For Glendening, plenty of fun left before 2003

The Political Game

Rumors: Recent victories make an early exit from the State House seem unlikely.

April 10, 2001|By Thomas W. Waldron | Thomas W. Waldron,SUN STAFF

THE RUMORS are flying about our governor, Parris N. Glendening. Some aren't worth repeating, but one has the governor resigning his office soon.

Put that one in the "Huh?" category.

Glendening's aides deny it. One ranking legislator also dismissed such talk, predicting that because the governor is having so much fun, the state police will have to pry his fingers from his desk and carry him out of the State House come January 2003.

Indeed, the governor continues to play at the top of his game, and yesterday, he concluded another successful legislative session that will cement his ties with important Democratic constituencies.

Thanks to a little committee reshuffling in the Senate, the governor finally won passage of a gay-rights bill. He forced through collective bargaining for state college employees -- over the objections of the university presidents and some members of the University System of Maryland Board of Regents. And he bucked a national trend to win an increase in the amount of state work set aside for minority- and women-owned businesses.

With the earlier passage of two gun-control measures, a collective bargaining bill for state workers and his Smart Growth policies, Glendening continues to build a liberal legacy.

Why would the governor want to leave now? Next year, he gets to play the boss in the ultimate political parlor game -- redistricting -- meaning that just about every elected official in the state will be looking to be in his good graces as the maps are redrawn.

The dark lining in this rosy picture can be found in the recently passed state budget, which is loaded with new spending and sets a potential trap for lawmakers in the next few years, should the economy turn seriously south.

Naturally enough, Glendening, whom even his aides call the luckiest man in politics, will be leaving office just as a recession's full fury might be felt. Sorry about that, Kathleen.

Still toast of the town after lobby reform bill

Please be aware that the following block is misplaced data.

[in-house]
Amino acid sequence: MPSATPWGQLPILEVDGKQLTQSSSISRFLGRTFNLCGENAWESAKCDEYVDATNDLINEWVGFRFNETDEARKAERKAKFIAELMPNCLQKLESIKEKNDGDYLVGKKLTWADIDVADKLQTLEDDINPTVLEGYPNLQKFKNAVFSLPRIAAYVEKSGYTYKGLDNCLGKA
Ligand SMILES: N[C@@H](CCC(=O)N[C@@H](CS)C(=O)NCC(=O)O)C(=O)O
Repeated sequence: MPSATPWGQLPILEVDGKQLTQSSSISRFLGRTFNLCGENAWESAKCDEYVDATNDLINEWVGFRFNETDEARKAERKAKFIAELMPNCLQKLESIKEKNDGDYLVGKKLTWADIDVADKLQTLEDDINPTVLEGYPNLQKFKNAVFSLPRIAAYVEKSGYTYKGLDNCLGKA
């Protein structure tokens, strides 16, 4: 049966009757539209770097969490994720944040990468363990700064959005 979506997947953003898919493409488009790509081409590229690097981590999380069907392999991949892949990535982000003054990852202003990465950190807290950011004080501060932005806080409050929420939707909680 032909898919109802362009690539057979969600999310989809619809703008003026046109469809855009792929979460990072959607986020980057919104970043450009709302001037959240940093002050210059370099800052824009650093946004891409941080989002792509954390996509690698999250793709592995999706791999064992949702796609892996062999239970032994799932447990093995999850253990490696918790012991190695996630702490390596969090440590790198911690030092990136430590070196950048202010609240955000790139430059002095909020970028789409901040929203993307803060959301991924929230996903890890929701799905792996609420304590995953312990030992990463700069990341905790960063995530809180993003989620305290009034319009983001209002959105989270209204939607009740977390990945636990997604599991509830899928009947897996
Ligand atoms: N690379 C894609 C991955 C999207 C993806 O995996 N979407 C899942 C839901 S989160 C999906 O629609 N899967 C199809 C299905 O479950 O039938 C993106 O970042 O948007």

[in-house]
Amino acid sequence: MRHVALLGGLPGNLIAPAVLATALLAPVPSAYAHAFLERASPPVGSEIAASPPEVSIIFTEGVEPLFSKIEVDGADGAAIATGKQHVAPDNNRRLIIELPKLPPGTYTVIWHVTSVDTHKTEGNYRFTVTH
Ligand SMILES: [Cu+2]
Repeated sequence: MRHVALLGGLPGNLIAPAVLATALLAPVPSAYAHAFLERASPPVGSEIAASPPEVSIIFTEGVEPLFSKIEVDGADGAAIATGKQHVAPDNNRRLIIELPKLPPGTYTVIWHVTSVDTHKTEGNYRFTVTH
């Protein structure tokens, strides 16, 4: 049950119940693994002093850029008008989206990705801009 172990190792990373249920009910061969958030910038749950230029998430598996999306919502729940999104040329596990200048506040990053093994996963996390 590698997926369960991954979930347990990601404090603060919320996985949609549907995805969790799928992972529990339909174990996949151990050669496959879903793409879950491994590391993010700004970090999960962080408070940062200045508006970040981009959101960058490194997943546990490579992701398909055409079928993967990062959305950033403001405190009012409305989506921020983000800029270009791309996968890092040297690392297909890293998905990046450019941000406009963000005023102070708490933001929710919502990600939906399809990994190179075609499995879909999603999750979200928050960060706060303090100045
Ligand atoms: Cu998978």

The General Assembly passed a bill yesterday that seeks to clamp down on abuses by State House lobbyists. Among other things, the bill will allow state authorities to take away a misbehaving lobbyist's right to work in the State House.

But in between work on the final day of the 90-day session, legislators found time to stop in on parties at, of all places, the offices of two Annapolis lobbying firms.

A new firm, Capitol Strategies LLC, held a marathon, eight-hour open house at its office on Main Street, while lobbyist Gary R. Alexander played host at a party during the afternoon. Under the state's quirky ethics law, it's illegal for lobbyists to buy a meal for an individual legislator, but they can provide an open bar to all 188 of them.

In any case, the conclusion of this year's Assembly session was relaxed enough that Alexander was able to spend time at his reception for a change.

"I can't remember being at my own party," he said.

Democratic dream team dines and discusses at pub

That ultra-cordial pair having dinner Wednesday night in the back booth of the Sean Donlon Irish pub in Annapolis were none other than the Democratic dream team of Lt. Gov. Kathleen Kennedy Townsend and Montgomery County Executive Douglas M. Duncan.

The two -- apparently continuing a political courtship that began last year -- were each flanked by a trusted political consigliere: Townsend's Alan Fleischmann and Duncan's Jerry Pasternak.

Townsend said the shepherd's pie was great and that meeting with Duncan, whom many Democrats would like to see running with her in 2002, was "always pleasant."

The lieutenant governor was coy about what was discussed.

"We talked about government, making things work," she said.

Contributions bill dies; no ethics probe for Miller

Legislative update:

A House committee killed a bill by Del. Kenneth C. Montague Jr. that would have increased the amount that a person can give to a political candidate. Montague thought that the limits ($4,000 for a single candidate, $10,000 to all candidates in a four-year cycle) were too low. The committee disagreed.

And from the ethics department:

The legislature's ethics committee has opted not to open an inquiry into a complaint brought against Senate President Thomas V. Mike Miller by a disgruntled Prince George's County developer.

William H. Natter Jr., head of a group attempting to build a rubble fill in the county, had accused Miller, who opposes the project, of bullying two lobbyists into dropping their representation of Natter's firm.

Miller dismissed the charges as unfounded.

The ethics committee essentially agreed.

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